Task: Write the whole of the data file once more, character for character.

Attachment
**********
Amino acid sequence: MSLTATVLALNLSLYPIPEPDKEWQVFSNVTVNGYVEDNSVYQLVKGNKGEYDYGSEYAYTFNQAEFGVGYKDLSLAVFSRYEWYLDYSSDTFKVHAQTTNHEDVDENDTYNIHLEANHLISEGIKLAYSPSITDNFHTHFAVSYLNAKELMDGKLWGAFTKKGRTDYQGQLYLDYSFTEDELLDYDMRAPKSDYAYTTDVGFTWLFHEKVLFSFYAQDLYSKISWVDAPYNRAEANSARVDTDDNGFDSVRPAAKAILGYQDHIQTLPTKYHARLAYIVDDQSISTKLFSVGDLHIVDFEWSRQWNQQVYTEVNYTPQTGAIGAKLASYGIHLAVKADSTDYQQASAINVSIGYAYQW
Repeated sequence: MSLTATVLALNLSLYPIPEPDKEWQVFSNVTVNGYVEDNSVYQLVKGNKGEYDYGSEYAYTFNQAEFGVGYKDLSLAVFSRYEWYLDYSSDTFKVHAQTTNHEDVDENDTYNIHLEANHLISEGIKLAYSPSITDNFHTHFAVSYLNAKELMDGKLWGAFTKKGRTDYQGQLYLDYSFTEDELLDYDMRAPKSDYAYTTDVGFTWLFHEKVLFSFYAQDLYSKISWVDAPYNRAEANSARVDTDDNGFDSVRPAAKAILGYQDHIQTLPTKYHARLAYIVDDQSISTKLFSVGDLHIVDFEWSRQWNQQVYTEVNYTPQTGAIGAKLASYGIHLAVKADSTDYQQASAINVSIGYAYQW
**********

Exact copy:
Amino acid sequence: MSLTATVLALNLSLYPIPEPDKEWQVFSNVTVNGYVEDNSVYQLVKGNKGEYDYGSEYAYTFNQAEFGVGYKDLSLAVFSRYEWYLDYSSDTFKVHAQTTNHEDVDENDTYNIHLEANHLISEGIKLAYSPSITDNFHTHFAVSYLNAKELMDGKLWGAFTKKGRTDYQGQLYLDYSFTEDELLDYDMRAPKSDYAYTTDVGFTWLFHEKVLFSFYAQDLYSKISWVDAPYNRAEANSARVDTDDNGFDSVRPAAKAILGYQDHIQTLPTKYHARLAYIVDDQSISTKLFSVGDLHIVDFEWSRQWNQQVYTEVNYTPQTGAIGAKLASYGIHLAVKADSTDYQQASAINVSIGYAYQW
Repeated sequence: MSLTATVLALNLSLYPIPEPDKEWQVFSNVTVNGYVEDNSVYQLVKGNKGEYDYGSEYAYTFNQAEFGVGYKDLSLAVFSRYEWYLDYSSDTFKVHAQTTNHEDVDENDTYNIHLEANHLISEGIKLAYSPSITDNFHTHFAVSYLNAKELMDGKLWGAFTKKGRTDYQGQLYLDYSFTEDELLDYDMRAPKSDYAYTTDVGFTWLFHEKVLFSFYAQDLYSKISWVDAPYNRAEANSARVDTDDNGFDSVRPAAKAILGYQDHIQTLPTKYHARLAYIVDDQSISTKLFSVGDLHIVDFEWSRQWNQQVYTEVNYTPQTGAIGAKLASYGIHLAVKADSTDYQQASAINVSIGYAYQW